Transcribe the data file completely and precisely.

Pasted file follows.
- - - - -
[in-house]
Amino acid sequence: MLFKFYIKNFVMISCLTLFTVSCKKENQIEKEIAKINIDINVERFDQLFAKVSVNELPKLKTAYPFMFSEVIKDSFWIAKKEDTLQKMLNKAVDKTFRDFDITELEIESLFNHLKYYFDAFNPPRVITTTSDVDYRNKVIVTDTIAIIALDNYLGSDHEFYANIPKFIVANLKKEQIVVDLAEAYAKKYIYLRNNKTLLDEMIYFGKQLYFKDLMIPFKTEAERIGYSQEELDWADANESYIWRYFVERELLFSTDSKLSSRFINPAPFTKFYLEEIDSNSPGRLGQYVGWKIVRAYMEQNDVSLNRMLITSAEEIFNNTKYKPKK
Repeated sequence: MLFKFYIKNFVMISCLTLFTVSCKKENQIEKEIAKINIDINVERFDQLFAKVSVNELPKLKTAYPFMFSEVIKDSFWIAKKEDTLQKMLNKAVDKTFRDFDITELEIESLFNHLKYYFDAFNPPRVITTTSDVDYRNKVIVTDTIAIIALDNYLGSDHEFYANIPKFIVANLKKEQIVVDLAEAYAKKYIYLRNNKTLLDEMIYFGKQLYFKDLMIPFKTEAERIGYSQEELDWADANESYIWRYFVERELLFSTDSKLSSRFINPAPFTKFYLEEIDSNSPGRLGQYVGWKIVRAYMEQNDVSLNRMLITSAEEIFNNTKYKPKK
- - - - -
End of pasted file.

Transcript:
[in-house]
Amino acid sequence: MLFKFYIKNFVMISCLTLFTVSCKKENQIEKEIAKINIDINVERFDQLFAKVSVNELPKLKTAYPFMFSEVIKDSFWIAKKEDTLQKMLNKAVDKTFRDFDITELEIESLFNHLKYYFDAFNPPRVITTTSDVDYRNKVIVTDTIAIIALDNYLGSDHEFYANIPKFIVANLKKEQIVVDLAEAYAKKYIYLRNNKTLLDEMIYFGKQLYFKDLMIPFKTEAERIGYSQEELDWADANESYIWRYFVERELLFSTDSKLSSRFINPAPFTKFYLEEIDSNSPGRLGQYVGWKIVRAYMEQNDVSLNRMLITSAEEIFNNTKYKPKK
Repeated sequence: MLFKFYIKNFVMISCLTLFTVSCKKENQIEKEIAKINIDINVERFDQLFAKVSVNELPKLKTAYPFMFSEVIKDSFWIAKKEDTLQKMLNKAVDKTFRDFDITELEIESLFNHLKYYFDAFNPPRVITTTSDVDYRNKVIVTDTIAIIALDNYLGSDHEFYANIPKFIVANLKKEQIVVDLAEAYAKKYIYLRNNKTLLDEMIYFGKQLYFKDLMIPFKTEAERIGYSQEELDWADANESYIWRYFVERELLFSTDSKLSSRFINPAPFTKFYLEEIDSNSPGRLGQYVGWKIVRAYMEQNDVSLNRMLITSAEEIFNNTKYKPKK